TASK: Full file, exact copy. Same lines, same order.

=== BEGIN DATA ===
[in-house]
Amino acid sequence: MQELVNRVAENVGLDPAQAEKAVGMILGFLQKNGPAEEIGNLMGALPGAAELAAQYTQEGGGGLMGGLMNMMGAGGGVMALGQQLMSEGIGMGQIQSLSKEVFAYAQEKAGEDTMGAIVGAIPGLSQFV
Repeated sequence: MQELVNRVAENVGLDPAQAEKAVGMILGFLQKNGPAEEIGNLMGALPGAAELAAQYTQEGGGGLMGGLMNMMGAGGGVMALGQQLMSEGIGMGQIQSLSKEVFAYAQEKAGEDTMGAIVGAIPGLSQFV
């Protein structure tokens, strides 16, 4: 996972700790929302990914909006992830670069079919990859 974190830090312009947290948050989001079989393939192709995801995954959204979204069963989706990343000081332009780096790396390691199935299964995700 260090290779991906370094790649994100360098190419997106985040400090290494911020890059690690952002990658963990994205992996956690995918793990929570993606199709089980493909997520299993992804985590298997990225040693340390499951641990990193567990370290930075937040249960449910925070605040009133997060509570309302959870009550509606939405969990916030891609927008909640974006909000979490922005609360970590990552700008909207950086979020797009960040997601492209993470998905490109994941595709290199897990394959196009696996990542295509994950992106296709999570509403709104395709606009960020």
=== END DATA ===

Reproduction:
[in-house]
Amino acid sequence: MQELVNRVAENVGLDPAQAEKAVGMILGFLQKNGPAEEIGNLMGALPGAAELAAQYTQEGGGGLMGGLMNMMGAGGGVMALGQQLMSEGIGMGQIQSLSKEVFAYAQEKAGEDTMGAIVGAIPGLSQFV
Repeated sequence: MQELVNRVAENVGLDPAQAEKAVGMILGFLQKNGPAEEIGNLMGALPGAAELAAQYTQEGGGGLMGGLMNMMGAGGGVMALGQQLMSEGIGMGQIQSLSKEVFAYAQEKAGEDTMGAIVGAIPGLSQFV
């Protein structure tokens, strides 16, 4: 996972700790929302990914909006992830670069079919990859 974190830090312009947290948050989001079989393939192709995801995954959204979204069963989706990343000081332009780096790396390691199935299964995700 260090290779991906370094790649994100360098190419997106985040400090290494911020890059690690952002990658963990994205992996956690995918793990929570993606199709089980493909997520299993992804985590298997990225040693340390499951641990990193567990370290930075937040249960449910925070605040009133997060509570309302959870009550509606939405969990916030891609927008909640974006909000979490922005609360970590990552700008909207950086979020797009960040997601492209993470998905490109994941595709290199897990394959196009696996990542295509994950992106296709999570509403709104395709606009960020």